The Asynchronous Business

The Asynchronous Business
“We note that the use of unstable business processes is on the rise. Unstable business processes are those that may change their execution from moment to moment — ones that cannot be relied on to operate the same every time. Some call these asynchronous processes or ad hoc processes, but whatever the name, they can be unstable and very agile. And make no mistake, this instability will be deliberate.” Top 10 Strategic Predictions for 2015 and Beyond: Digital Business Is Driving ‘Big Change’

As I work with businesses to look at what lies beyond their immediate comfort zones, the more compelling it gets. As we have considered some of the scenarios, and the predictions, the more two things become really clear:

  1. That the predictions will be specifically inaccurate, but generally right.
  2. Their combined potential is changing everything we rely on today.

The range of well informed predictions, from the view that by 2018, digital business will require 50% fewer business process workers and 500% more key digital business jobs, compared with traditional models, to the prediction that by 2017, a significant and disruptive digital business will be launched that was conceived by a computer algorithm are more than food for thought.

The part that most caused me to pause was the text at the top of this text. Technology is giving us the capability, now, to create processes that change for each iteration. They do not follow the same process twice – each process is adapted to reflect incoming real time data. An example would be sending a text message to a person who has just walked past the store front for the third time offering a personalised discount.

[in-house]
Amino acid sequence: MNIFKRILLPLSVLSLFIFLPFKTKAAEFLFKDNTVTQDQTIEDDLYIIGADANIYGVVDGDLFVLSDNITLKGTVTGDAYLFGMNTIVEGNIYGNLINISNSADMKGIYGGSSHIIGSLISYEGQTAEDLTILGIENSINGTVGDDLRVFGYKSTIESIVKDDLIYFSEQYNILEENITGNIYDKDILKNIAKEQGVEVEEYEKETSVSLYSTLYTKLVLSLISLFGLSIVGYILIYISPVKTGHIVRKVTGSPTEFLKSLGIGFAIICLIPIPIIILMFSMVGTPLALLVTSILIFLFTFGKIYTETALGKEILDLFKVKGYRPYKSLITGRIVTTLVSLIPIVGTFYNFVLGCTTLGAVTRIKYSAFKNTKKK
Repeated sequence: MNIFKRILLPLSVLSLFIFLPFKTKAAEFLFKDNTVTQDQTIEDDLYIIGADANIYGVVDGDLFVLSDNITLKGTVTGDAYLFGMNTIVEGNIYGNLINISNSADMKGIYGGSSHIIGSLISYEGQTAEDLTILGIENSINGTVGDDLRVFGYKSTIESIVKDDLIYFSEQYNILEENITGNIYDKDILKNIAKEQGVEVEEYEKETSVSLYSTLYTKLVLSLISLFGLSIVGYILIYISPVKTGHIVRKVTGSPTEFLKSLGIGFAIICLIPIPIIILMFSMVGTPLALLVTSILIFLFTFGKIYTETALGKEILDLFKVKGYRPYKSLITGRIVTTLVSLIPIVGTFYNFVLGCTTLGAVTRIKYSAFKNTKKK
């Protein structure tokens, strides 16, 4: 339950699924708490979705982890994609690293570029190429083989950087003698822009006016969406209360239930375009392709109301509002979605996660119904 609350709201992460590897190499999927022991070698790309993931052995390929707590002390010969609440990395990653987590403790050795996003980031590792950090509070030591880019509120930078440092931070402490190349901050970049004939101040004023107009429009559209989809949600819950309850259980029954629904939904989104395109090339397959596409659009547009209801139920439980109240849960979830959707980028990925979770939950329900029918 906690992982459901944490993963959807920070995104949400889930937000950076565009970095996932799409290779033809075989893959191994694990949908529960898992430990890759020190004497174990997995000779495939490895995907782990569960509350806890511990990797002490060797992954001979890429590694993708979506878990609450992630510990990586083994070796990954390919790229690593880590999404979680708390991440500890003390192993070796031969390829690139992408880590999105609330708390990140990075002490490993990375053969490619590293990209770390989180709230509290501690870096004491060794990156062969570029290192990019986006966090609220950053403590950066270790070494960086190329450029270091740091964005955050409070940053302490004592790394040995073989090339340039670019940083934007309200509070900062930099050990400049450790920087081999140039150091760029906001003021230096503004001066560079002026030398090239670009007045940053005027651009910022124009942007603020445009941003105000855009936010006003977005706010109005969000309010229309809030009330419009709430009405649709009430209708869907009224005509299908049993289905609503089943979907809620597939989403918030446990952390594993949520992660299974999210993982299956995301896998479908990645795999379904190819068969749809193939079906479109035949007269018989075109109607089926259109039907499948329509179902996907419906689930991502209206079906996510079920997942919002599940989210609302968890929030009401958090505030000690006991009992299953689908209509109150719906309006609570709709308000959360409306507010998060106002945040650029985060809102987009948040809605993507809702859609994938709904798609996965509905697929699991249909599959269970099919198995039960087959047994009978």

When we combine this with the rise of the intelligent algorithms that are forecast to replace the vast majority of routine professional processing, from medicine to underwriting, representing around 90% of the jobs by 2020, our assumptions about our futures – as individuals and businesses, needs questioning.

The reality is of course exciting. Providing;

  • We home in on those things that we do that cannot we replicated by automation – relationships, imagination, creativity, connection, and purpose; and secondly. Understanding and leveraging the individual genius each of us possesses.
  • We are prepared to improvise and adapt in real time. To move away from dependence on scripts, roles, processes and the like to be able to use our own genius “in the moment” to react generatively to whats happening.

It’s like the best improv comedy – you have to deal with what you’re given, add to it, and pass it on.

It will require whole new approaches – from leadership, to learning, and for many the end of management as we know it today.

And of course, like the best improv, choosing who you’re on the stage with.

We’re in the middle of the transition from industrial mindset economies, to connection, growth mindset economies. From Linear, to Fluid.

If you’re ready, it will be a laugh………

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